ORLANDO, Fla. – Walt Disney Company CEO Bob Iger addressed the ongoing feud between the theme park giant and Ron DeSantis on Monday hours after the Florida governor fired back at the former Reedy Creek Improvement District, requesting an investigation into the former board.
“Any action that supports those efforts simply to retaliate for a position (Disney) took sounds not just anti-business, but it sounds anti-Florida, and I’ll just leave it at that,” Iger said in a shareholders meeting on Monday.
DeSantis set out to destroy Disney’s self-government after the company publicly challenged Florida’s Parental Rights in Education bill, dubbed “Don’t Say Gay” by critics, back in March 2022 when Bob Chapek was still CEO.
“While the company may have not handled the position that it took very well, a company has a right to freedom of speech, just like individuals do, and obviously in taking the position, the governor got very angry about the position Disney took, and seems like he’s decided to retaliate against us, including the naming of a new board to oversee the property and the business, in effect to seek to punish a company for its exercise of a constitutional right,” Iger added at the meeting.
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Since then, DeSantis eliminated Disney’s control over the Reedy Creek Improvement District and renamed it the Central Florida Tourism Oversight District, appointing five new members and bringing the “corporate kingdom” to what he thought was an end.
Nearly a month later, it was learned that Disney made a last-minute deal with the former Reedy Creek board, giving the company widespread power over the special district, a move that led DeSantis to order a thorough state investigation be launched on Monday.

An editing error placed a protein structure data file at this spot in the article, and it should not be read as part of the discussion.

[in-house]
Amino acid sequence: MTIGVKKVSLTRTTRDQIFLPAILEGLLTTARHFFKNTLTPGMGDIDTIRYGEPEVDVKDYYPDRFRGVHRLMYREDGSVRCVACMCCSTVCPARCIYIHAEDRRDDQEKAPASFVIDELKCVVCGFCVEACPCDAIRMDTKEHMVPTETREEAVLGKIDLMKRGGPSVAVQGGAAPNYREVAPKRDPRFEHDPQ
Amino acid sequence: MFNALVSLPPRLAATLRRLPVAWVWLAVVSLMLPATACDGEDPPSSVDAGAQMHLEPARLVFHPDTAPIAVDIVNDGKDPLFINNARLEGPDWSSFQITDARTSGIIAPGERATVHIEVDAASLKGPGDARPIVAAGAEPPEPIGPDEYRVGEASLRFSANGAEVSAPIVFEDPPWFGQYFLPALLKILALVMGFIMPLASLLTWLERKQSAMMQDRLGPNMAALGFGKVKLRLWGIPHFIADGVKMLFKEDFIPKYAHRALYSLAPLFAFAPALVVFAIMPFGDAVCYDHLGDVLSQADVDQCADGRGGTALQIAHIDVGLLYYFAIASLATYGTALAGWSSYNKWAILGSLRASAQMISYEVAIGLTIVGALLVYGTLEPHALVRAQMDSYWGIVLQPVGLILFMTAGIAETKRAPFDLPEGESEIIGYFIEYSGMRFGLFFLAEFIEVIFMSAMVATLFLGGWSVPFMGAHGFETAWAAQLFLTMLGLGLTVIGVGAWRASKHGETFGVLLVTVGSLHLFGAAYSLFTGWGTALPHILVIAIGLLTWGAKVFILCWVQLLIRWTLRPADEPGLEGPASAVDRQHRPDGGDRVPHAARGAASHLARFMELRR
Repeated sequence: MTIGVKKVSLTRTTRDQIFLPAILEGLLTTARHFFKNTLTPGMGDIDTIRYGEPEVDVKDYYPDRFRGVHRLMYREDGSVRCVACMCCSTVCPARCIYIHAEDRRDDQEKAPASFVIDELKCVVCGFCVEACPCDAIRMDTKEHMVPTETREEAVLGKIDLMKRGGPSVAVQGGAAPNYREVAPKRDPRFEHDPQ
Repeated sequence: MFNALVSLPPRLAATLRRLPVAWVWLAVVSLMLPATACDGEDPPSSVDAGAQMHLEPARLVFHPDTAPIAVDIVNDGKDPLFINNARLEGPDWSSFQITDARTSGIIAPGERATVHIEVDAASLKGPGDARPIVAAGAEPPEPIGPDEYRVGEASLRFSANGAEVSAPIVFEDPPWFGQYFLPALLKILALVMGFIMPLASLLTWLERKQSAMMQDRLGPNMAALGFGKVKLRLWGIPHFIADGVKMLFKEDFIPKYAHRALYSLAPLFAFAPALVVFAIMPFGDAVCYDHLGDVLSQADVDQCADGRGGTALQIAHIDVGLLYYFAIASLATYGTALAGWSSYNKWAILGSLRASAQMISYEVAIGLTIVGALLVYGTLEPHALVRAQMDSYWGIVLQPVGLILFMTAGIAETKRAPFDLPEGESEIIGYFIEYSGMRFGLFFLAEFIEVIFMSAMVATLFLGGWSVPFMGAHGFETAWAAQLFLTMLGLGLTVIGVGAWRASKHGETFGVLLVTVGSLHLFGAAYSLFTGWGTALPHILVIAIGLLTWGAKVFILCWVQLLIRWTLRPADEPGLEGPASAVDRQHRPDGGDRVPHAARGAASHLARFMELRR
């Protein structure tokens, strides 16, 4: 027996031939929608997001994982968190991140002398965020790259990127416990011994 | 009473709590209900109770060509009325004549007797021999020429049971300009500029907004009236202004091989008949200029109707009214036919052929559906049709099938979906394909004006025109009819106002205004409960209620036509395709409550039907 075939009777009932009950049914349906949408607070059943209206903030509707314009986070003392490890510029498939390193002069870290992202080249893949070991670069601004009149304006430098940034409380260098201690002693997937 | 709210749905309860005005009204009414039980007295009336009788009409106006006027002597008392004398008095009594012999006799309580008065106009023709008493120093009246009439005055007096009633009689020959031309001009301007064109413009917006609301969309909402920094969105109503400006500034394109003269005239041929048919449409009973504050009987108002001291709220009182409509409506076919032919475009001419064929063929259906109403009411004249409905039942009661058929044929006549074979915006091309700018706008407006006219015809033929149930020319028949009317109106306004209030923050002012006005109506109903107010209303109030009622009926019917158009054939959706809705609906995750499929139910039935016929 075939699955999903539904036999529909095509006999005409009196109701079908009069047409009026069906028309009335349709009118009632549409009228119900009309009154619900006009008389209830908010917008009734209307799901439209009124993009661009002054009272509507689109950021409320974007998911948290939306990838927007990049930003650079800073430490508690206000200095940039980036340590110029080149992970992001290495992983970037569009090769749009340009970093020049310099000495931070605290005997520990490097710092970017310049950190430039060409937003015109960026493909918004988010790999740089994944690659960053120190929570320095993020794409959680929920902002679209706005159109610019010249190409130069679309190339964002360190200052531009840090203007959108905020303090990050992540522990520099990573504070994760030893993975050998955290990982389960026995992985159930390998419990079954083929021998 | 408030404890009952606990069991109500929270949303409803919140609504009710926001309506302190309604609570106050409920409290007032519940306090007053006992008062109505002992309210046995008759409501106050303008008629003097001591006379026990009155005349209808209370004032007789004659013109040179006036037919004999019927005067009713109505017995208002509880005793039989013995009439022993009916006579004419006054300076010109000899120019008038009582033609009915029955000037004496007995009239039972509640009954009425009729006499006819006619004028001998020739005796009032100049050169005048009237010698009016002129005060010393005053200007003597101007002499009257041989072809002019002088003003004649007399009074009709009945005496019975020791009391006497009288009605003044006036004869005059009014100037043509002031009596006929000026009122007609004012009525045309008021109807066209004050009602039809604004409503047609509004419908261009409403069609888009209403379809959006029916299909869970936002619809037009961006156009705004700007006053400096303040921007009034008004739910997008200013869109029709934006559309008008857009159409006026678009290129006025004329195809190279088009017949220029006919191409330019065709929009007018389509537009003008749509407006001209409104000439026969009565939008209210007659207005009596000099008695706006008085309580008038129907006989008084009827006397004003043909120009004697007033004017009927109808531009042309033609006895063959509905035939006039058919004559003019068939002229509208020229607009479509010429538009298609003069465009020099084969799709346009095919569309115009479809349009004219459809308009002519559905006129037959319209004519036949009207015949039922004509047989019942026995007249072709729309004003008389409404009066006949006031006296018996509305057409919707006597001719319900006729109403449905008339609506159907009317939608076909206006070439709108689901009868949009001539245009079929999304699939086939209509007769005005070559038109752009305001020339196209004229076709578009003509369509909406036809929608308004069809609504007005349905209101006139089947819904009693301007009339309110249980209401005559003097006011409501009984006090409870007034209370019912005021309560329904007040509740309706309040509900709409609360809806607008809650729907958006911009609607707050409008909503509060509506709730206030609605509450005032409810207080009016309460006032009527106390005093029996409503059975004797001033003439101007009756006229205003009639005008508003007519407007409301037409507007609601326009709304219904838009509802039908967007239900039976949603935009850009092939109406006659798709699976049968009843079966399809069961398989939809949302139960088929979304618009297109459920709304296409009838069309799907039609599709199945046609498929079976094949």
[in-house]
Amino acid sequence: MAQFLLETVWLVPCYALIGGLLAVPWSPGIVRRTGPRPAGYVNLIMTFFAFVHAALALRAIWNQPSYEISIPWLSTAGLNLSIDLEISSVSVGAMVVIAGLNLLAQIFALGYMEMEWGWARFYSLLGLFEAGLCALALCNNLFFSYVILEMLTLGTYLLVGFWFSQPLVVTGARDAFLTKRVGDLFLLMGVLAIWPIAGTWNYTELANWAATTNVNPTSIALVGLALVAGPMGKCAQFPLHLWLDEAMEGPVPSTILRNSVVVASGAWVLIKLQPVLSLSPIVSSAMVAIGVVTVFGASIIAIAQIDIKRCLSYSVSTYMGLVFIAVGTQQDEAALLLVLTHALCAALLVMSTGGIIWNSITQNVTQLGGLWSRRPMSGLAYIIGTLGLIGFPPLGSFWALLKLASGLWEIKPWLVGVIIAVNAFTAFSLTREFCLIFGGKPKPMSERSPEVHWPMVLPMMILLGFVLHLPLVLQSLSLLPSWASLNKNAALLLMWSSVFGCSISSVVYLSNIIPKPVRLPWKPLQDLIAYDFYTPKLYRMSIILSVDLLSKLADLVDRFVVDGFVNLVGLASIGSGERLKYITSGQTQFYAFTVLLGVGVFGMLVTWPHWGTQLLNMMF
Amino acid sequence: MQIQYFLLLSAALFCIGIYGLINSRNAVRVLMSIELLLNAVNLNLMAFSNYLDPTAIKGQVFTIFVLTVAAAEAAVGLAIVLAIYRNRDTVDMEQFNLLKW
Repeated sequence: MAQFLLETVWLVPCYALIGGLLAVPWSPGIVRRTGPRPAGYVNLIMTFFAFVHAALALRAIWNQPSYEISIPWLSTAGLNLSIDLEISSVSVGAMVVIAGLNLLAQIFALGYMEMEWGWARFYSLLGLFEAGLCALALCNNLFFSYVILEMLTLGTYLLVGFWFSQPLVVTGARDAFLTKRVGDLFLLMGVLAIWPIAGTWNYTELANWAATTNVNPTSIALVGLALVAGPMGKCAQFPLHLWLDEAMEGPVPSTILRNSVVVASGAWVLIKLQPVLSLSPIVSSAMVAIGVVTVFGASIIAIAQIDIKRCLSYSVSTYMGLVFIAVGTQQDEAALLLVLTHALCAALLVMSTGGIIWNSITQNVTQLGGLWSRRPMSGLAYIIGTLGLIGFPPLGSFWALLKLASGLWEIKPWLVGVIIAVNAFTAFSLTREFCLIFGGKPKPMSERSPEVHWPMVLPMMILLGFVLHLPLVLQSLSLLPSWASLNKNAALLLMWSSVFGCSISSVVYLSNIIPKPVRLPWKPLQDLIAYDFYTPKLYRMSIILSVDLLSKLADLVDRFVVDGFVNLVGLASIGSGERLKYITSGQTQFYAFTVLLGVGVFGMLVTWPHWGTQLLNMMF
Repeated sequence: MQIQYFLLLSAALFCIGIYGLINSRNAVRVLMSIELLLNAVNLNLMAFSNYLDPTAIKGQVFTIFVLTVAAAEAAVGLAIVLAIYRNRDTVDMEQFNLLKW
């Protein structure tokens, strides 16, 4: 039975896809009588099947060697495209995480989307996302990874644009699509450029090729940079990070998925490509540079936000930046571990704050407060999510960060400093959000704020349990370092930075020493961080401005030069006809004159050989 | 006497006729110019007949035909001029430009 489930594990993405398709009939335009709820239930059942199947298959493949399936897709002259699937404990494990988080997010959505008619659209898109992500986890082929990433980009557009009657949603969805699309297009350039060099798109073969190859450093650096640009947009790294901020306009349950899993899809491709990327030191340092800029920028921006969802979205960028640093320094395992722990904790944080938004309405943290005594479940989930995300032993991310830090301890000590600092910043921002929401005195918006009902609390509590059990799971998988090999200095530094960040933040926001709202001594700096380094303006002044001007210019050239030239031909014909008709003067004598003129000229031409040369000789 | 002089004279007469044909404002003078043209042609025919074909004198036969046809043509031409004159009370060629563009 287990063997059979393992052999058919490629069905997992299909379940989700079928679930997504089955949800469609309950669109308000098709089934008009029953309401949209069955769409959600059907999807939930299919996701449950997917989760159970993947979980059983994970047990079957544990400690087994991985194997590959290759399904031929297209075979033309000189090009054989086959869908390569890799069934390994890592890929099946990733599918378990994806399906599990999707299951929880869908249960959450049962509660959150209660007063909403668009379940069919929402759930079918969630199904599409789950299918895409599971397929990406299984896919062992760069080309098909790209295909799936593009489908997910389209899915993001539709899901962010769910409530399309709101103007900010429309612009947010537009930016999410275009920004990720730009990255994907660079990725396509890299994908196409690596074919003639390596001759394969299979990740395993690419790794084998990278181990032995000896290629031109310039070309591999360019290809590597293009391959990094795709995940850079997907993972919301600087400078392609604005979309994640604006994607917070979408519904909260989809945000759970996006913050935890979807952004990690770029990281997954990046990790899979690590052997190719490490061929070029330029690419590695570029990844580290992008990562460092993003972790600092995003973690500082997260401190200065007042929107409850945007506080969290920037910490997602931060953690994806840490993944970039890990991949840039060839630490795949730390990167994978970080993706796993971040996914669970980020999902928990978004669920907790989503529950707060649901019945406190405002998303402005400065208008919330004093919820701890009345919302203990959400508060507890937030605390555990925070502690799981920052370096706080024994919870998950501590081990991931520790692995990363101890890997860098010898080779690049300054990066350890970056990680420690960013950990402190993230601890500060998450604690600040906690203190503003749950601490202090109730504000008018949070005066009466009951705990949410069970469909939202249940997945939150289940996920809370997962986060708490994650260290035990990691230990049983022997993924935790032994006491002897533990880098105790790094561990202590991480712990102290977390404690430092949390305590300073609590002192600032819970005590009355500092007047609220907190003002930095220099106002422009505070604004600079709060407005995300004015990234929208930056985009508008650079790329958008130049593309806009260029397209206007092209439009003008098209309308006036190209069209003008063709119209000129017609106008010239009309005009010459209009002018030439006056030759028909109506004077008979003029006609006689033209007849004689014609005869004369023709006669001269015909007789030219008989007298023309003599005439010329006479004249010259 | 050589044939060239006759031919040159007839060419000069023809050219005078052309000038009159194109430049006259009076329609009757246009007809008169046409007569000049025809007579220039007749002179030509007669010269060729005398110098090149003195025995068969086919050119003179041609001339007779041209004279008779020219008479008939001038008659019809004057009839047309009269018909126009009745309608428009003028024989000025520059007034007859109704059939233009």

“These collusive and self-dealing arrangements aim to nullify the recently passed legislation, undercut Florida’s legislative process, and defy the will of Floridians,” the governor’s letter read, in part. “In addition, based on initial observations of counsel, the RCID board’s actions appear to suffer from serious legal infirmities, including, among other things, inadequate notice, lack of consideration, improper delegation of authority, and ethical violations, such as conflicts of self-interest and self-dealing.”
Iger said it seems “really wrong” for DeSantis to punish and call out a company that loves and provides so much for the state of Florida “in the form of jobs and community service taxes... tourism, of course, and all sorts of other responsible business practices.”
“We have over 75,000 employees which I noted in my opening, countless, thousands, of indirect jobs have been created. About 15 million visitors will go through our gates this year alone, about 8 million of them from outside the U.S. and we are the largest taxpayer in the state,” Iger said.
He also added the company is planning to invest more than $17 billion in Walt Disney World over the next 10 years.
DeSantis’ formal request for his office’s Chief Inspector General to investigate the Reedy Creek Improvement District and its adherence to state civil and criminal laws and ethics requirements was sent Monday.
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